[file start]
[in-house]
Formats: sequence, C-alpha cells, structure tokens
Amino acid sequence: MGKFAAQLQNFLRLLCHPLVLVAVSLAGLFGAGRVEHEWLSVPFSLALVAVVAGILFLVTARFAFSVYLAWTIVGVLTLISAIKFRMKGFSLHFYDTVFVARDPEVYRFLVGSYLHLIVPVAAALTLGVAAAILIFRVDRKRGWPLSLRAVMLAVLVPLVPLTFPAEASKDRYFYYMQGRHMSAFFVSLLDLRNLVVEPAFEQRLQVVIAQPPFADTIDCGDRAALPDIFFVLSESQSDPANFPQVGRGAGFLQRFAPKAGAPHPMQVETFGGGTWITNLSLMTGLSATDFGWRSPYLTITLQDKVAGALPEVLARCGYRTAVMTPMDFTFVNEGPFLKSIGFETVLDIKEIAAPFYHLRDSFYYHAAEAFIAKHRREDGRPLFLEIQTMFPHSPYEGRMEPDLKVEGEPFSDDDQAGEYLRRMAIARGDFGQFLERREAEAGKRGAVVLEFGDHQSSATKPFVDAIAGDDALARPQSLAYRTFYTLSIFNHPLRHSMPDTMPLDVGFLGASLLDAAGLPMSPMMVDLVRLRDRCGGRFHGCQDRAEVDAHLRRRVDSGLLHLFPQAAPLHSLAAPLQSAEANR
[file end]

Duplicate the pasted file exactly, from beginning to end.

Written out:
[in-house]
Formats: sequence, C-alpha cells, structure tokens
Amino acid sequence: MGKFAAQLQNFLRLLCHPLVLVAVSLAGLFGAGRVEHEWLSVPFSLALVAVVAGILFLVTARFAFSVYLAWTIVGVLTLISAIKFRMKGFSLHFYDTVFVARDPEVYRFLVGSYLHLIVPVAAALTLGVAAAILIFRVDRKRGWPLSLRAVMLAVLVPLVPLTFPAEASKDRYFYYMQGRHMSAFFVSLLDLRNLVVEPAFEQRLQVVIAQPPFADTIDCGDRAALPDIFFVLSESQSDPANFPQVGRGAGFLQRFAPKAGAPHPMQVETFGGGTWITNLSLMTGLSATDFGWRSPYLTITLQDKVAGALPEVLARCGYRTAVMTPMDFTFVNEGPFLKSIGFETVLDIKEIAAPFYHLRDSFYYHAAEAFIAKHRREDGRPLFLEIQTMFPHSPYEGRMEPDLKVEGEPFSDDDQAGEYLRRMAIARGDFGQFLERREAEAGKRGAVVLEFGDHQSSATKPFVDAIAGDDALARPQSLAYRTFYTLSIFNHPLRHSMPDTMPLDVGFLGASLLDAAGLPMSPMMVDLVRLRDRCGGRFHGCQDRAEVDAHLRRRVDSGLLHLFPQAAPLHSLAAPLQSAEANR